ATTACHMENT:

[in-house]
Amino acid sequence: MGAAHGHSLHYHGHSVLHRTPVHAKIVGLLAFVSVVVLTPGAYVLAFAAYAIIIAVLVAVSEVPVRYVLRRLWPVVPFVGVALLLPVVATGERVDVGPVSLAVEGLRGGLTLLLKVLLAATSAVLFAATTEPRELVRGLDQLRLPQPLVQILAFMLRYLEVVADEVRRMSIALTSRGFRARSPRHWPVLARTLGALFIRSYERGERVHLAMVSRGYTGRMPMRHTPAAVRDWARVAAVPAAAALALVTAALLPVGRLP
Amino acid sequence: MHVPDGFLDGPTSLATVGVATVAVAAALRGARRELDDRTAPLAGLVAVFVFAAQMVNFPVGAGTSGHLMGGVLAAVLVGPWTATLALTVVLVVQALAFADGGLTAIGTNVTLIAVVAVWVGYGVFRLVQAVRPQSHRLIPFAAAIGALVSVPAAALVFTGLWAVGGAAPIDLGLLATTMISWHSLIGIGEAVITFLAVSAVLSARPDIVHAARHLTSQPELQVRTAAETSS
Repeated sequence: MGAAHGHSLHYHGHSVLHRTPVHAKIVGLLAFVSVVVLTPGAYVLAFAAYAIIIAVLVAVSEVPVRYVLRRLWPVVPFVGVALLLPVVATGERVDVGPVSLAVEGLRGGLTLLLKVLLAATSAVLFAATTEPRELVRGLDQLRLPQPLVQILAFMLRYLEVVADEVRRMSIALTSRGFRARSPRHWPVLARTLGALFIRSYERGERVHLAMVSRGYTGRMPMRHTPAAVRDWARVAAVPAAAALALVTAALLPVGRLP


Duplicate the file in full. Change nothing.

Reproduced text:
[in-house]
Amino acid sequence: MGAAHGHSLHYHGHSVLHRTPVHAKIVGLLAFVSVVVLTPGAYVLAFAAYAIIIAVLVAVSEVPVRYVLRRLWPVVPFVGVALLLPVVATGERVDVGPVSLAVEGLRGGLTLLLKVLLAATSAVLFAATTEPRELVRGLDQLRLPQPLVQILAFMLRYLEVVADEVRRMSIALTSRGFRARSPRHWPVLARTLGALFIRSYERGERVHLAMVSRGYTGRMPMRHTPAAVRDWARVAAVPAAAALALVTAALLPVGRLP
Amino acid sequence: MHVPDGFLDGPTSLATVGVATVAVAAALRGARRELDDRTAPLAGLVAVFVFAAQMVNFPVGAGTSGHLMGGVLAAVLVGPWTATLALTVVLVVQALAFADGGLTAIGTNVTLIAVVAVWVGYGVFRLVQAVRPQSHRLIPFAAAIGALVSVPAAALVFTGLWAVGGAAPIDLGLLATTMISWHSLIGIGEAVITFLAVSAVLSARPDIVHAARHLTSQPELQVRTAAETSS
Repeated sequence: MGAAHGHSLHYHGHSVLHRTPVHAKIVGLLAFVSVVVLTPGAYVLAFAAYAIIIAVLVAVSEVPVRYVLRRLWPVVPFVGVALLLPVVATGERVDVGPVSLAVEGLRGGLTLLLKVLLAATSAVLFAATTEPRELVRGLDQLRLPQPLVQILAFMLRYLEVVADEVRRMSIALTSRGFRARSPRHWPVLARTLGALFIRSYERGERVHLAMVSRGYTGRMPMRHTPAAVRDWARVAAVPAAAALALVTAALLPVGRLP